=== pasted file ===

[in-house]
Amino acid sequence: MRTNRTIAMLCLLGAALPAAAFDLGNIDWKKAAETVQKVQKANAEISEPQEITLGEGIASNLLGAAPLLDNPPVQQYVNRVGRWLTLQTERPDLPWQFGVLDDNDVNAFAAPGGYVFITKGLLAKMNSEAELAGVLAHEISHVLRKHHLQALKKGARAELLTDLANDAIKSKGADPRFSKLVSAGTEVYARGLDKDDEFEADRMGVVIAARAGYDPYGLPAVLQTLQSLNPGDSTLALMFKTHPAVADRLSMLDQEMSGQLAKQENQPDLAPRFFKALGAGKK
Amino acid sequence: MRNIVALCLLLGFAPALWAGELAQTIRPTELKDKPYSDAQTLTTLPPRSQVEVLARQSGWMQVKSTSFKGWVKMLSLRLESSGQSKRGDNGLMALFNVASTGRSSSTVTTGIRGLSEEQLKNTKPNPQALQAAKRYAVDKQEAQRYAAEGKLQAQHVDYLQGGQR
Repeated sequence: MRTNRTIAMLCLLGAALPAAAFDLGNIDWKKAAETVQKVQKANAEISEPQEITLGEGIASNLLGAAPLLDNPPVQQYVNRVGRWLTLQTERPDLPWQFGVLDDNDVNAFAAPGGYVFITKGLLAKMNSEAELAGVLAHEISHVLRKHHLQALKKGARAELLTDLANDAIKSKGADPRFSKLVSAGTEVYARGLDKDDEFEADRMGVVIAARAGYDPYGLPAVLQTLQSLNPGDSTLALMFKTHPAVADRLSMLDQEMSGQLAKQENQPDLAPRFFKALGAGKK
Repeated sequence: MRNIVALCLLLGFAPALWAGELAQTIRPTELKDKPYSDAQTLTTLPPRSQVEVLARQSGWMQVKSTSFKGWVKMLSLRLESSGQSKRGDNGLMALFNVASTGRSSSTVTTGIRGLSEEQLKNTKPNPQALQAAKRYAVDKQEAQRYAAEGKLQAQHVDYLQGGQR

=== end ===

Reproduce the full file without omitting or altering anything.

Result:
[in-house]
Amino acid sequence: MRTNRTIAMLCLLGAALPAAAFDLGNIDWKKAAETVQKVQKANAEISEPQEITLGEGIASNLLGAAPLLDNPPVQQYVNRVGRWLTLQTERPDLPWQFGVLDDNDVNAFAAPGGYVFITKGLLAKMNSEAELAGVLAHEISHVLRKHHLQALKKGARAELLTDLANDAIKSKGADPRFSKLVSAGTEVYARGLDKDDEFEADRMGVVIAARAGYDPYGLPAVLQTLQSLNPGDSTLALMFKTHPAVADRLSMLDQEMSGQLAKQENQPDLAPRFFKALGAGKK
Amino acid sequence: MRNIVALCLLLGFAPALWAGELAQTIRPTELKDKPYSDAQTLTTLPPRSQVEVLARQSGWMQVKSTSFKGWVKMLSLRLESSGQSKRGDNGLMALFNVASTGRSSSTVTTGIRGLSEEQLKNTKPNPQALQAAKRYAVDKQEAQRYAAEGKLQAQHVDYLQGGQR
Repeated sequence: MRTNRTIAMLCLLGAALPAAAFDLGNIDWKKAAETVQKVQKANAEISEPQEITLGEGIASNLLGAAPLLDNPPVQQYVNRVGRWLTLQTERPDLPWQFGVLDDNDVNAFAAPGGYVFITKGLLAKMNSEAELAGVLAHEISHVLRKHHLQALKKGARAELLTDLANDAIKSKGADPRFSKLVSAGTEVYARGLDKDDEFEADRMGVVIAARAGYDPYGLPAVLQTLQSLNPGDSTLALMFKTHPAVADRLSMLDQEMSGQLAKQENQPDLAPRFFKALGAGKK
Repeated sequence: MRNIVALCLLLGFAPALWAGELAQTIRPTELKDKPYSDAQTLTTLPPRSQVEVLARQSGWMQVKSTSFKGWVKMLSLRLESSGQSKRGDNGLMALFNVASTGRSSSTVTTGIRGLSEEQLKNTKPNPQALQAAKRYAVDKQEAQRYAAEGKLQAQHVDYLQGGQR